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                  .....Costa Rican Hardwoods

Cocobolo Wood

The Artisan’s Choice

   

 

Treasured by the Costa Rican people, Cocobolo (Dalbergia retusa), is one of the true tropical rosewoods. It is the heaviest and darkest member of the rosewood family typically reaching 45 to 60 feet in height beneath the canopy in the natural rainforest. It is found predominately in Panama, Costa Rica and Nicaragua.

Cocobolo is an exotic wood possessing a richness of color and durability. Colors and markings range anywhere from reddish-orange to a deep rich burgundy red or rose all the way to dark brown or black.. Cocobolo has a fine texture with straight to interlocked grain. Most desirable in a piece of cocobolo is a light brown to orange background with distinct black streaks throughout. The amount of figure and contrasting color varies widely from tree to tree.

Costa Rican Cocobolo (not to be confused with the Mexican variety of cocobolo - dalbergia granadillo) is a strong, hard, and fairly heavy wood with natural oils that give the wood a rich satin luster without stain. It is this exotic finish, excellent working characteristics, and denseness that make it a favorite of Costa Rican artisans. The natural oils tend to waterproof the wood and make it resistant to the influence of moisture, even when left in contact with water for long periods of time. Cocobolo is twice the weight of walnut, and is so dense it will not float!

Cocobolo is so rare that it rarely reaches the world market. The Costa Rican government regulates the cutting of all Cocobolo trees. In order to preserve the natural rainforests of Costa Rica, most of the cocobolo wood available today is cut from privately owned fincas, or farms, on which cocobolo trees were planted and allowed to mature. 

 


Goncalo Alves (Ron-ron)

Striped Rainforest ‘Porcelain’

   

 

One of the world's most coveted woods, ron-rón is distinguished by remarkable and abundant black banding known as "tiger" or "zebra" striping.

Ron-ron ranges in color from light to reddish brown to deep mahogany red-brown with a striking figure created by beautiful, bold, brown to nearly black irregular markings or striping. The texture is fine to medium and uniform, with a fine grain, varying from straight to interlocked and wavy. In spite of its high density, goncalo alves turns readily, carves well, finishes very smoothly, and takes a beautiful natural polish.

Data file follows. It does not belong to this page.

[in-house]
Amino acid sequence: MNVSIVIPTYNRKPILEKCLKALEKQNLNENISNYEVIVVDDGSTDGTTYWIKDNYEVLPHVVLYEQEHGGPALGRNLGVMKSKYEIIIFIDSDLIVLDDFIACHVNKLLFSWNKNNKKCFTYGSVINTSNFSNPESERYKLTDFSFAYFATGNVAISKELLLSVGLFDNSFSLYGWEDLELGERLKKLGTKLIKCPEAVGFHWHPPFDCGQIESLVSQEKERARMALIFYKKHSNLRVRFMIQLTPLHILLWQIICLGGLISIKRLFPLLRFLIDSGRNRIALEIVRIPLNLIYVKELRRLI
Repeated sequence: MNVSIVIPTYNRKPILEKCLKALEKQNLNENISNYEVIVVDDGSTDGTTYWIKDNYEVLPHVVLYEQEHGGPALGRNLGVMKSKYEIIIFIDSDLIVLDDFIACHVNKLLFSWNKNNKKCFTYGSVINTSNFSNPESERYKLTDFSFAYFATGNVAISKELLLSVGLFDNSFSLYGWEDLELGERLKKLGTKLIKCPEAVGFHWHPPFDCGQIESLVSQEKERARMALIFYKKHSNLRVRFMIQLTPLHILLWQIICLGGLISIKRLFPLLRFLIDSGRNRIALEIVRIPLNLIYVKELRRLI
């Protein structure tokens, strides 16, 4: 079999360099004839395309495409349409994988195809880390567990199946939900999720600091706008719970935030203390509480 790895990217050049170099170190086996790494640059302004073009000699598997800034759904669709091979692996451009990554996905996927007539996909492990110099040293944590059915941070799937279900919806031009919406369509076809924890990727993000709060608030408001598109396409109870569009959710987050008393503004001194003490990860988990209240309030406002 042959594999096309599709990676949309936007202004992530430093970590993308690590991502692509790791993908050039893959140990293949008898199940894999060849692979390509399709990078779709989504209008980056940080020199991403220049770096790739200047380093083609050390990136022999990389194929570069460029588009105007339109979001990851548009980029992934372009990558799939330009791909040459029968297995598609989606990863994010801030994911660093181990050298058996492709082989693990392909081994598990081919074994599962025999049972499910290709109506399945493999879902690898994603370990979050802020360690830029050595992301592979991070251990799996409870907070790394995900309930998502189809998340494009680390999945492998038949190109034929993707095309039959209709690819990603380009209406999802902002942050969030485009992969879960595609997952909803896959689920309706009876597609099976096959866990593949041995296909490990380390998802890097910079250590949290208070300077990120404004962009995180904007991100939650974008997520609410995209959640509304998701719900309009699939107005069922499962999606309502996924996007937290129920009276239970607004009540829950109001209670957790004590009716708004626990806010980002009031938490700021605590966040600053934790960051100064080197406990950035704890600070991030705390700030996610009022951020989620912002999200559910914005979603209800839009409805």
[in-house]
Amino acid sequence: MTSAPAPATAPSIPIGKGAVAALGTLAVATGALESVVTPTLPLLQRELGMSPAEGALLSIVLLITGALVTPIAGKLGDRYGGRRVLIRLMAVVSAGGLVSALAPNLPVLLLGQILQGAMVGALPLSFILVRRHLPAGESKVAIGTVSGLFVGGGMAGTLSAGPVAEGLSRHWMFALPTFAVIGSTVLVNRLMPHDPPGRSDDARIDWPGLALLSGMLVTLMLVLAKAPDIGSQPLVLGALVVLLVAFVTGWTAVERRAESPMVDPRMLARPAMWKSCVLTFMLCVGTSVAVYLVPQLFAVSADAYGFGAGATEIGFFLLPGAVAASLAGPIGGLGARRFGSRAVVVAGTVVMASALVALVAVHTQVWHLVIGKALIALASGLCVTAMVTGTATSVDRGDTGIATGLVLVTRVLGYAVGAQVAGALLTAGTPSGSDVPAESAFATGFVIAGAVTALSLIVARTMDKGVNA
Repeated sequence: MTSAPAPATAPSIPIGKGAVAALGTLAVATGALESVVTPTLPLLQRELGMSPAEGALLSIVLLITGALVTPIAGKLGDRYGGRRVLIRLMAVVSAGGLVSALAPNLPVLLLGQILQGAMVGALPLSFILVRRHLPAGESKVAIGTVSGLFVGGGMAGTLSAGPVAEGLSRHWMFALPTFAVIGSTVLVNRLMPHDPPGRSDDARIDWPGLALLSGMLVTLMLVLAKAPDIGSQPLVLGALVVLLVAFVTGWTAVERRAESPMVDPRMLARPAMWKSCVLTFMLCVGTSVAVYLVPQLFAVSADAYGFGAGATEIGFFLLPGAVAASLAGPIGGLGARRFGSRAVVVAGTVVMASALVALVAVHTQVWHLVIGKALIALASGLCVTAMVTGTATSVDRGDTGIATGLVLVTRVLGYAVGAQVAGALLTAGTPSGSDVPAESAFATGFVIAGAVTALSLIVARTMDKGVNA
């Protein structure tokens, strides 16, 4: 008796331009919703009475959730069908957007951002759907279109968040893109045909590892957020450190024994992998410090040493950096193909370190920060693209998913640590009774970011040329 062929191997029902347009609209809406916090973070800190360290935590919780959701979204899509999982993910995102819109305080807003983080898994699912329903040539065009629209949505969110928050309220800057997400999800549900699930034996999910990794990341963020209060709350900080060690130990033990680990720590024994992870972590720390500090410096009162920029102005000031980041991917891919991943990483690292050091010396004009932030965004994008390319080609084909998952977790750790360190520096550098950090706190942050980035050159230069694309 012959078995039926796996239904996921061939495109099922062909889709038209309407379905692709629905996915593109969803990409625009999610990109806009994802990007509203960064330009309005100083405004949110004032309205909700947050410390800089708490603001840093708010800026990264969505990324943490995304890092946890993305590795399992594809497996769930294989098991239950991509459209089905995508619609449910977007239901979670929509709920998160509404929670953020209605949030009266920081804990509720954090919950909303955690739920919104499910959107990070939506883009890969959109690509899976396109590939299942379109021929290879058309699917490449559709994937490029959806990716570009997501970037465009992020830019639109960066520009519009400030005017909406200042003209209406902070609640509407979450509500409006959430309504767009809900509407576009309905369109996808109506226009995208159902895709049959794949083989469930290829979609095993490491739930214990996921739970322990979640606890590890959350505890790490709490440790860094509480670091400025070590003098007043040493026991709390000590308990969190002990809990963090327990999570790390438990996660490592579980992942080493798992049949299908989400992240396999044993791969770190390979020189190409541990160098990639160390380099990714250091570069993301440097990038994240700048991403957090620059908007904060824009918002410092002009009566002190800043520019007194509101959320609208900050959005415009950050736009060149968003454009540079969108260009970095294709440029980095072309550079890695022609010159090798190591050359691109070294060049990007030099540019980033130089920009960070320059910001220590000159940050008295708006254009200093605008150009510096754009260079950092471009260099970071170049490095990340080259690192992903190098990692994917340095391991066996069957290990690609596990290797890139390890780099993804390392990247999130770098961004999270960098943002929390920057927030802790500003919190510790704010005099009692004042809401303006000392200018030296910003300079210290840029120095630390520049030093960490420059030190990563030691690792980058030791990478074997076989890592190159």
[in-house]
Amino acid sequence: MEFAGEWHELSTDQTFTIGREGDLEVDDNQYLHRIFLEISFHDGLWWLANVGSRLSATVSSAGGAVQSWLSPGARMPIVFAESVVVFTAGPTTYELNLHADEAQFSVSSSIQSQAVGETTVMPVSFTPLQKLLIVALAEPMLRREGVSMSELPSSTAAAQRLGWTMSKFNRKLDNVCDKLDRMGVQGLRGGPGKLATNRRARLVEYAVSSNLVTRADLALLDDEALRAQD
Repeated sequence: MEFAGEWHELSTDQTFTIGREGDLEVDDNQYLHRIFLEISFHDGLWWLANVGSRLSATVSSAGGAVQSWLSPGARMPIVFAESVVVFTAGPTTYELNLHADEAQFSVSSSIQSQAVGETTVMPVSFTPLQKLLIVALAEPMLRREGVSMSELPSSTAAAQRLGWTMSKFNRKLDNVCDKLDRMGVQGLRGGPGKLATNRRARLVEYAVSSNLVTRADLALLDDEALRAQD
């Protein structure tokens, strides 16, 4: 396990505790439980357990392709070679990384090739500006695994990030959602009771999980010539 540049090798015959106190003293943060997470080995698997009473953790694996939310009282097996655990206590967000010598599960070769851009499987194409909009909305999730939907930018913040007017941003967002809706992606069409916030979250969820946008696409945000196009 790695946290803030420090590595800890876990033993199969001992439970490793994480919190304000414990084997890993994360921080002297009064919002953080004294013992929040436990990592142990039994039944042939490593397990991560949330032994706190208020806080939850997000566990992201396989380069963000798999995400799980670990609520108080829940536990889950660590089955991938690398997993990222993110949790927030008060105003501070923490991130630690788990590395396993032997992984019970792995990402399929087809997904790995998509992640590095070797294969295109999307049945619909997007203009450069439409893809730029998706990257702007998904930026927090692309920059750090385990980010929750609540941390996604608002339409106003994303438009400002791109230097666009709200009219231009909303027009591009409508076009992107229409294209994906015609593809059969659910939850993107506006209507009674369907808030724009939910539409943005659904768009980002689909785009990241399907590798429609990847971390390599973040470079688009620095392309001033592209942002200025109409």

This highly durable wood exceeds the strength values of any well-known U.S. wood species.

The wood's amazing workability allows craftsmen to achieve remarkable shapes and finishes that are hard to replicate using other precious woods. The secret is a natural oil contained in dry ron-rón that makes for even density and few imperfections. The artists who turn, sculpt and polish it liken this wood to porcelain or marble.

  

Mora

A Golden Jewel  

 

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This species' whitish or pale yellow sapwood envelopes a spectacular heartwood that changes color as the tree gets older. The heartwood of young mora trees ranges in color from bright yellow to a magnificent golden hue. As the tree ages, the color mellows to dark caramel, densely marbled with bands of yellow.

Years ago when mora wood was more plentiful, its resistance to weather made it a favorite with farmers for fence posts. Today, it's too scarce and expensive to use for anything but small crafts. 

     

 

Guayacan Real (Iron Wood)

Rain Forest Hard Case

  

 

Known in Latin as lignum vitae or "wood of a lifetime," guayacán or "iron wood" is one of the hardest woods in Costa Rica. Its sapwood is light yellow and surrounds a beautiful heartwood that, when freshly cut, displays greenish bands of varying widths and tones. Exposure to oxygen and light deepens the milled wood to a rich, dark brown. The wood contains a green, translucent oil known as "guayacol," - an excellent lubricant

The few artisans who know this very hard wood say its high density doesn't make it less workable than other hardwood species. The results achieved with ironwood are stunning.



Nazareno

Purpleheart Wood

  

Purpleheart, one of the most distinctive woods in the world, Purpleheart is prized for its very unusual deep purple color. When freshly cut, this dense hardwood is light brown. Within minutes the surface turns an astonishing bright purple. Upon prolonged exposure to sunlight, the color gradually changes to a chocolate-purple color. This beautiful wood is straight to wavy grained, fine and uniform textured and fairly smooth with a medium to high luster. Purpleheart turns smoothly, is easy to glue, takes finishes well and is highly durable.

Purpleheart has been exploited extensively for years because of its high strength and durability as well as its unusual color and beauty. It is increasingly rare, and is nearing extinction in many parts of the world. Today less and less of this exotic wood is reaching the world market.